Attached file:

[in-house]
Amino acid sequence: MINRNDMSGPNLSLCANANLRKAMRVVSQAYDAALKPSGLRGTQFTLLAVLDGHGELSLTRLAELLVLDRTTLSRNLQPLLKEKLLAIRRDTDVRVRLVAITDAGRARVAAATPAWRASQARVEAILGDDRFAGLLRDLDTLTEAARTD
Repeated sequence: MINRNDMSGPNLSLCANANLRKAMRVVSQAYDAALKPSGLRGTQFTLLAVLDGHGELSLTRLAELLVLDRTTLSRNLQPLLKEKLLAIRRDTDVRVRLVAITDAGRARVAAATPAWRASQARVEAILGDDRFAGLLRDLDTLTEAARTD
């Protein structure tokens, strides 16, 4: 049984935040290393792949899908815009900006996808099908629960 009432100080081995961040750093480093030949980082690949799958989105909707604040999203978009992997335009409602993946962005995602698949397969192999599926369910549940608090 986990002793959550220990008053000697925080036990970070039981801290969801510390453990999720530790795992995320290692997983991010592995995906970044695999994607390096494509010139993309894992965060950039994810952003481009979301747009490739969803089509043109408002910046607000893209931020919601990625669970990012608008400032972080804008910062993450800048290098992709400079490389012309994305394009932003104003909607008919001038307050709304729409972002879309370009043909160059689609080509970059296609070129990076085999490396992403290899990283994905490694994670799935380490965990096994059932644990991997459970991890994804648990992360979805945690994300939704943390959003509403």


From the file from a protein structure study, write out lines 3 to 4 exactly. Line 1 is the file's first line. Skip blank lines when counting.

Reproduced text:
Repeated sequence: MINRNDMSGPNLSLCANANLRKAMRVVSQAYDAALKPSGLRGTQFTLLAVLDGHGELSLTRLAELLVLDRTTLSRNLQPLLKEKLLAIRRDTDVRVRLVAITDAGRARVAAATPAWRASQARVEAILGDDRFAGLLRDLDTLTEAARTD
């Protein structure tokens, strides 16, 4: 049984935040290393792949899908815009900006996808099908629960 009432100080081995961040750093480093030949980082690949799958989105909707604040999203978009992997335009409602993946962005995602698949397969192999599926369910549940608090 986990002793959550220990008053000697925080036990970070039981801290969801510390453990999720530790795992995320290692997983991010592995995906970044695999994607390096494509010139993309894992965060950039994810952003481009979301747009490739969803089509043109408002910046607000893209931020919601990625669970990012608008400032972080804008910062993450800048290098992709400079490389012309994305394009932003104003909607008919001038307050709304729409972002879309370009043909160059689609080509970059296609070129990076085999490396992403290899990283994905490694994670799935380490965990096994059932644990991997459970991890994804648990992360979805945690994300939704943390959003509403």